Sunday, August 30, 2015

Budget woes a pretext for war on teachers, unions

The leader of the nation's big-city teachers' union on Monday said Republican governors and lawmakers were using "the pretext of budget problems to basically take away peoples' voices."

Budget woes a pretext for war on teachers, unions

0 comments
AFT president Randi Weingarten spoke to the Inquirer Editorial Board (Russell Cooke/Inquirer staff)
AFT president Randi Weingarten spoke to the Inquirer Editorial Board (Russell Cooke/Inquirer staff)

The leader of the nation's big-city teachers' union on Monday said Republican governors and lawmakers were using "the pretext of budget problems to basically take away peoples' voices."

Meeting with the Inquirer Editorial Board, American Federation of Teachers president Randi Weingarten said teachers in a number of major cities had already offered to accept contract terms that helped save millions of dollars. She decried Gov. Corbett's plan to cut education funding by $1 billion.

Weingarten said it was ironic that, amid the assault on collective-bargaining rights to cut spending in states such as Wisconsin and Ohio, some of the states that are doing even worse financially already bar labor unions from negotiating for public workers. She named Arizona, Texas, and Nevada, among others.

Here to address students at Temple University, Weingarten said "people are starting to say 'Don't turn back the clock' " on both bargaining rights and education funding. She said teachers are willing to do their share to contain costs. She was accompanied by Philadelphia PFT president Jerry Jordan, who noted that city teachers are working under an existing wage freeze but have not broached the subject of extending the freeze.

Weingarten is known for her moderate tone of engagement with education management - a style that seems even more appealing in contrast to the confrontational tactics of elected officials such as Gov. Christie and Wisconsin Gov. Scott Walker. The question is whether moderate public-sector union leaders will be able to win over taxpayers who really do want to see government spending reduced.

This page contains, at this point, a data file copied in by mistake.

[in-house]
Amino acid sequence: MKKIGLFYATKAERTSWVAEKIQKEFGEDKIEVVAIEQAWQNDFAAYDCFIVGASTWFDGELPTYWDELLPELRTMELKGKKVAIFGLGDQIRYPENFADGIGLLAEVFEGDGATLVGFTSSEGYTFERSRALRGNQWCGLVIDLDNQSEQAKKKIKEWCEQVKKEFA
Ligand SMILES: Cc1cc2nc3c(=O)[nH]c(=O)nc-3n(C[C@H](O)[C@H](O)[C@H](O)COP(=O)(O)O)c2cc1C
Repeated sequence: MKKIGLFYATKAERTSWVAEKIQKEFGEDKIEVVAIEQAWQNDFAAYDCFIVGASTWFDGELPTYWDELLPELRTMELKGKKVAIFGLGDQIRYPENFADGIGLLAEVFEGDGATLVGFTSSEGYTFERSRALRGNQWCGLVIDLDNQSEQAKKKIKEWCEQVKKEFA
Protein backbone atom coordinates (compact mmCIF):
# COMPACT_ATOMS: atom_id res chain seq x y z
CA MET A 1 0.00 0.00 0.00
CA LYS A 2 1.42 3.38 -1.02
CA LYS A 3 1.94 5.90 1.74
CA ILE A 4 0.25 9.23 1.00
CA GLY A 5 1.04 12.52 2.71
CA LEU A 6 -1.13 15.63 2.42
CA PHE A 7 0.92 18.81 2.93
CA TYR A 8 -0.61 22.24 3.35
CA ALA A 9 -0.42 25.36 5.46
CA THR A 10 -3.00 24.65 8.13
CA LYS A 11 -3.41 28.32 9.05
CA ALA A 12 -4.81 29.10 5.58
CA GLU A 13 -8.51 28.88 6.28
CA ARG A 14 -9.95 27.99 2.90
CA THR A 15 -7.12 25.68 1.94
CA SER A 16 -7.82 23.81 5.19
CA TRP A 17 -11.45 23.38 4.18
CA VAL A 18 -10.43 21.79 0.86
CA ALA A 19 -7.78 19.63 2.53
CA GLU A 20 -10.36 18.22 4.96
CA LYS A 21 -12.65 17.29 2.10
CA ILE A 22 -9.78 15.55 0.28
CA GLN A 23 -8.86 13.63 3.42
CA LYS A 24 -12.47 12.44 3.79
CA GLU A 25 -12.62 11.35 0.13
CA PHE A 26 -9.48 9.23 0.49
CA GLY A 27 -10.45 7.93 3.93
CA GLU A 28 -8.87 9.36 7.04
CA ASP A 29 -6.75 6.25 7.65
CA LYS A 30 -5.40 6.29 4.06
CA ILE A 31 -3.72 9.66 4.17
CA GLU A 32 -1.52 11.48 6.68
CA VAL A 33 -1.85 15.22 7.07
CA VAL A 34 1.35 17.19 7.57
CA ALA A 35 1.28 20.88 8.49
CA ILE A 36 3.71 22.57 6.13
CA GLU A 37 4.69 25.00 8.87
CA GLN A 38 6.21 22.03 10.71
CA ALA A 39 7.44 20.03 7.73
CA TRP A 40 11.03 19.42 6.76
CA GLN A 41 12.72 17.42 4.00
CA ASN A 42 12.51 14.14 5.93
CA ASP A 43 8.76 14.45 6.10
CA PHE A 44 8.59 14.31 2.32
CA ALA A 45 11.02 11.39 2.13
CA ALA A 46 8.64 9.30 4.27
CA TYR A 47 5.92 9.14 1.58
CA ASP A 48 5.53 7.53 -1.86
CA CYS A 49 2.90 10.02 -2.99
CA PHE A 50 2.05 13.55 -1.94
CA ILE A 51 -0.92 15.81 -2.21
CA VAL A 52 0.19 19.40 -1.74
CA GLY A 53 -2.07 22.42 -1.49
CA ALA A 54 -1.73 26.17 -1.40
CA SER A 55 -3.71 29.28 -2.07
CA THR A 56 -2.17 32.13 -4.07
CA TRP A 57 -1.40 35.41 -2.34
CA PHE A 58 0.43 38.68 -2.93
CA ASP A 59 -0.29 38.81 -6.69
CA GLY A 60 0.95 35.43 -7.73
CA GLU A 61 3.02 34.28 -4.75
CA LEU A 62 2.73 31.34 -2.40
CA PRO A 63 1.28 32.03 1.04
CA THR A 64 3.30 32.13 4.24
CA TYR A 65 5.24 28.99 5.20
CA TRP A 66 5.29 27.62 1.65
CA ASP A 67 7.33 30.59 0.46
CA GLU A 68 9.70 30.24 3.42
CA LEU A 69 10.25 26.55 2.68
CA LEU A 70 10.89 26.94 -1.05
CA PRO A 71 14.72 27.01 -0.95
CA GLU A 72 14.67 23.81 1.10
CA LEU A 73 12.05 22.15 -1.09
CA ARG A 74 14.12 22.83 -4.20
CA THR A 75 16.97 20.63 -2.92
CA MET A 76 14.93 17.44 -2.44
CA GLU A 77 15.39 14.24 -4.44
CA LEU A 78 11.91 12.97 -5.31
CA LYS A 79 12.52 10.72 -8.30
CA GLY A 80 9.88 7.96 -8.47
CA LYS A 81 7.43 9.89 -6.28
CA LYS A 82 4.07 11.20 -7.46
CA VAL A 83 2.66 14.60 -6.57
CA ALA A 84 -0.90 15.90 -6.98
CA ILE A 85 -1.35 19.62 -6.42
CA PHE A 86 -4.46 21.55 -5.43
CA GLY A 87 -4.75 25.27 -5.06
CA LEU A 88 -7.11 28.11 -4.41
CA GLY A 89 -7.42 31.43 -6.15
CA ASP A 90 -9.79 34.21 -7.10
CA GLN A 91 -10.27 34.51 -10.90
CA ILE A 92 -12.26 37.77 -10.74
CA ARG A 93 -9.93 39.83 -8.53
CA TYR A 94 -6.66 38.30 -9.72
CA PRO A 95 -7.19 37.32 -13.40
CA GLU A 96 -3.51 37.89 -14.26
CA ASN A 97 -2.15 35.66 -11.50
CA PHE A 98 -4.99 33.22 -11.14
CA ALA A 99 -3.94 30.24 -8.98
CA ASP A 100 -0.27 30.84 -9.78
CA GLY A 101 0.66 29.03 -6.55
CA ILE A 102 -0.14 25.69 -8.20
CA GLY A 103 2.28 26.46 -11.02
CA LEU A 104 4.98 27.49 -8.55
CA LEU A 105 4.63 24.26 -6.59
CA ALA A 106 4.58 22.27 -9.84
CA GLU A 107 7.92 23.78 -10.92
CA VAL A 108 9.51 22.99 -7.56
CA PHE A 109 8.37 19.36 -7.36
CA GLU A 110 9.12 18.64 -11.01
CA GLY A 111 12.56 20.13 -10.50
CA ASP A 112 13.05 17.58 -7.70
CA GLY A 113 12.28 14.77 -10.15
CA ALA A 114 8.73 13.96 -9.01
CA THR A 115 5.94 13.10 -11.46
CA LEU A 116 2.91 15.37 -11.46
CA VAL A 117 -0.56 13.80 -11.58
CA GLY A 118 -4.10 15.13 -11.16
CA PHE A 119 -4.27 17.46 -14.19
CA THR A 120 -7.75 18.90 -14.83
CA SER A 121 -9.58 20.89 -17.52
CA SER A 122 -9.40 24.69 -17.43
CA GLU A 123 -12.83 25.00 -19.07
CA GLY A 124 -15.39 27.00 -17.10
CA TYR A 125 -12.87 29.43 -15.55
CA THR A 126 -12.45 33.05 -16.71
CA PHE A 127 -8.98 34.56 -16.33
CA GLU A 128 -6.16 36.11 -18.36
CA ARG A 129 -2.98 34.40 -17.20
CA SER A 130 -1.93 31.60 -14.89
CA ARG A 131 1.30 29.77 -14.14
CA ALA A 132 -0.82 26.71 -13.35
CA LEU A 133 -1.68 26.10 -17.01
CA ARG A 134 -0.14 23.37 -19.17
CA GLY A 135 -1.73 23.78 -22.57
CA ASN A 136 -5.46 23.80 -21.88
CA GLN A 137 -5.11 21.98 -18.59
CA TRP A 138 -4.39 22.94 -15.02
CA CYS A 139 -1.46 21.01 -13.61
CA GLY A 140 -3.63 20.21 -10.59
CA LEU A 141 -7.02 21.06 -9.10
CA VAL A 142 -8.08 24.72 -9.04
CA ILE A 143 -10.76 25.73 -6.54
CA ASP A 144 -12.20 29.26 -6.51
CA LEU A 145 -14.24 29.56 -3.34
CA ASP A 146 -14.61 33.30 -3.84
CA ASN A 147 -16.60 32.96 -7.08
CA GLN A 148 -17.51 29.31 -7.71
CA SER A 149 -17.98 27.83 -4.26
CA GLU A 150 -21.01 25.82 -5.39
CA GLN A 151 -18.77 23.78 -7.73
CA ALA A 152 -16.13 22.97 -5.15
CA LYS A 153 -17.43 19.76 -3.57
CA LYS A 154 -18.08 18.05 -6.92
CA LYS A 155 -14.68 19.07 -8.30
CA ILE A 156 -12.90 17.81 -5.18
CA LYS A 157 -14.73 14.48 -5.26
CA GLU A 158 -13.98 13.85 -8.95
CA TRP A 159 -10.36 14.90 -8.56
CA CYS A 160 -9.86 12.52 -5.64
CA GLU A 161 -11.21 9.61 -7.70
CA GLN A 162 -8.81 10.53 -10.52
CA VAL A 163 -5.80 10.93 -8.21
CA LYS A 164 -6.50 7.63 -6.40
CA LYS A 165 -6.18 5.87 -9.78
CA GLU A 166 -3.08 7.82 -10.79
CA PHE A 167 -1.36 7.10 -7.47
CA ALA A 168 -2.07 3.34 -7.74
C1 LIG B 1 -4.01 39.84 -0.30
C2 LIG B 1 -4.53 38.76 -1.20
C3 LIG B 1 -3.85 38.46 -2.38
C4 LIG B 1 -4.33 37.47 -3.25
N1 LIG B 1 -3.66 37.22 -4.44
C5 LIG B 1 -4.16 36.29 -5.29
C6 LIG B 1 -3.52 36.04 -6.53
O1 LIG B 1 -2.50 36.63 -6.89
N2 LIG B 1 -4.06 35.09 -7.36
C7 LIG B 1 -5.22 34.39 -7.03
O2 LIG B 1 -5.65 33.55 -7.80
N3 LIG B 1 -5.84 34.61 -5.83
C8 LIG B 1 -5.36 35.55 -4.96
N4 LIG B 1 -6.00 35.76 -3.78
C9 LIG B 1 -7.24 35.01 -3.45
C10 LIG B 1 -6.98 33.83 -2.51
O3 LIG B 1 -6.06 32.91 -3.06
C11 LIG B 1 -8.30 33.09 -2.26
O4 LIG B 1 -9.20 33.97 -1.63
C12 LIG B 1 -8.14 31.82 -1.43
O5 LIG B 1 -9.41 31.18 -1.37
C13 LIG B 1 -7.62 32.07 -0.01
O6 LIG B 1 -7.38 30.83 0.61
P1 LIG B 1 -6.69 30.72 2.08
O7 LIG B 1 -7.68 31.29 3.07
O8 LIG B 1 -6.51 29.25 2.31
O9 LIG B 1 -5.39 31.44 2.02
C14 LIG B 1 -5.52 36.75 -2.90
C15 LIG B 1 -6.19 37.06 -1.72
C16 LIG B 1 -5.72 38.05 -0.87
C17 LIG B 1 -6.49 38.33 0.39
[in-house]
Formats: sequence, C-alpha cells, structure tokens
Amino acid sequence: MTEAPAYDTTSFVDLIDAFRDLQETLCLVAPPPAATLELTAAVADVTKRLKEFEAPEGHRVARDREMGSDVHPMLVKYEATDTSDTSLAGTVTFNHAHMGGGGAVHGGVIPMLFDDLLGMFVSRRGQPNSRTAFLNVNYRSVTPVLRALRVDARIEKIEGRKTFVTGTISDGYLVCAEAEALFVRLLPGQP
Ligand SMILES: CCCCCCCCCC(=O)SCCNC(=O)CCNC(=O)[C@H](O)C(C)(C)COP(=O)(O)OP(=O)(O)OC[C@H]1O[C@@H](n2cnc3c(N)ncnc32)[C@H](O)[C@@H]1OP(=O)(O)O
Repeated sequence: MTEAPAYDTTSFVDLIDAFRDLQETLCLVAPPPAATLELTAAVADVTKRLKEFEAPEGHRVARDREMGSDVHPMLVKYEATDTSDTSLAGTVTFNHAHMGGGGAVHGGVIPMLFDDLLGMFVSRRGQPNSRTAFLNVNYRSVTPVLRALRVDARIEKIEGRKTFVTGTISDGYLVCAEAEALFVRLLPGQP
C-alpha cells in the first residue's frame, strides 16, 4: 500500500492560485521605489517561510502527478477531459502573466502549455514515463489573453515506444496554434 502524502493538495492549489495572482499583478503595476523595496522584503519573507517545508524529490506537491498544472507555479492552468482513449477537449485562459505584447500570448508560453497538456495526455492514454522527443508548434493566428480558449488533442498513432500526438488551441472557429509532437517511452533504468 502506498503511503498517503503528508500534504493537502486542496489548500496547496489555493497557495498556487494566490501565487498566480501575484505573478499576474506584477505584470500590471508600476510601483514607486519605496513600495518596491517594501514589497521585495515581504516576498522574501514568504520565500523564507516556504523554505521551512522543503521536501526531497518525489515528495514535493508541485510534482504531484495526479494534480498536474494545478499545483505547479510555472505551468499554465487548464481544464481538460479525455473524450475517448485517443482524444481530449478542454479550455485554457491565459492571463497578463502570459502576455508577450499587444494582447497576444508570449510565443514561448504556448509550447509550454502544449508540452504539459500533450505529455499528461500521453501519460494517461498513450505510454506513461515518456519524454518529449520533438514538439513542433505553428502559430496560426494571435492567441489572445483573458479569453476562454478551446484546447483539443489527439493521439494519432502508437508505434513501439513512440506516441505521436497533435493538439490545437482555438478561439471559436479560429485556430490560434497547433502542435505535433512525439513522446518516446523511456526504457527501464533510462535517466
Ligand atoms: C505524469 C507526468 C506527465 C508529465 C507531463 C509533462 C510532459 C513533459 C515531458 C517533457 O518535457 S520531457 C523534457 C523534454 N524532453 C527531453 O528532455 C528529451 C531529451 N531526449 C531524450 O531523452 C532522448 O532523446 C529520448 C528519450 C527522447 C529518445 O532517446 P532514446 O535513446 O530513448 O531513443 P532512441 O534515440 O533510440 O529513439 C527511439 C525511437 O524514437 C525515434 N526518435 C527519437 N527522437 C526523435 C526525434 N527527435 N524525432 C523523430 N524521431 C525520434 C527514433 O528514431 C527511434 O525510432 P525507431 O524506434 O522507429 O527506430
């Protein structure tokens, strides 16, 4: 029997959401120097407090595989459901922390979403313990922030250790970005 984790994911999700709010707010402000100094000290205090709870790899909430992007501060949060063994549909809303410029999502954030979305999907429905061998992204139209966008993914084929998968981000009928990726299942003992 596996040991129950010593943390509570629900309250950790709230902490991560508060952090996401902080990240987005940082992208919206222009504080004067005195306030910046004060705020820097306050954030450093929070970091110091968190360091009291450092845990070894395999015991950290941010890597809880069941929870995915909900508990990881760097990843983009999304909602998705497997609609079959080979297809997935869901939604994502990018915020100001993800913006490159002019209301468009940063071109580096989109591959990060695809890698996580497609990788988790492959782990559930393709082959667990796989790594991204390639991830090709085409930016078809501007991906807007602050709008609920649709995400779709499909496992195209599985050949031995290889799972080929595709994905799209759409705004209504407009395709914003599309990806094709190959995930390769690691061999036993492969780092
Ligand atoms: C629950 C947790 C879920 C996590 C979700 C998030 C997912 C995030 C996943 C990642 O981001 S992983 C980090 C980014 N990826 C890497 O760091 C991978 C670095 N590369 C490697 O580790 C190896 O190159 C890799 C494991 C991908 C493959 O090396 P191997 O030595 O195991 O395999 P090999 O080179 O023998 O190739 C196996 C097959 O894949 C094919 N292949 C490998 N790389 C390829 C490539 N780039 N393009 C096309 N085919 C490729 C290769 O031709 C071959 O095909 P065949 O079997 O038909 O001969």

0 comments
We encourage respectful comments but reserve the right to delete anything that doesn't contribute to an engaging dialogue.
Help us moderate this thread by flagging comments that violate our guidelines.

Comment policy:

Philly.com comments are intended to be civil, friendly conversations. Please treat other participants with respect and in a way that you would want to be treated. You are responsible for what you say. And please, stay on topic. If you see an objectionable post, please report it to us using the "Report Abuse" option.

Please note that comments are monitored by Philly.com staff. We reserve the right at all times to remove any information or materials that are unlawful, threatening, abusive, libelous, defamatory, obscene, vulgar, pornographic, profane, indecent or otherwise objectionable. Personal attacks, especially on other participants, are not permitted. We reserve the right to permanently block any user who violates these terms and conditions.

Additionally comments that are long, have multiple paragraph breaks, include code, or include hyperlinks may not be posted.

Read 0 comments
 
comments powered by Disqus
About this blog

The Inquirer Editorial Board's Say What? opinion blog showcases the work of the editors and writers who produce the newspaper's daily and Sunday opinion pages.

Find out more about The Inquirer's Editorial Board here.

The Inquirer Editorial Board
Also on Philly.com
letter icon Newsletter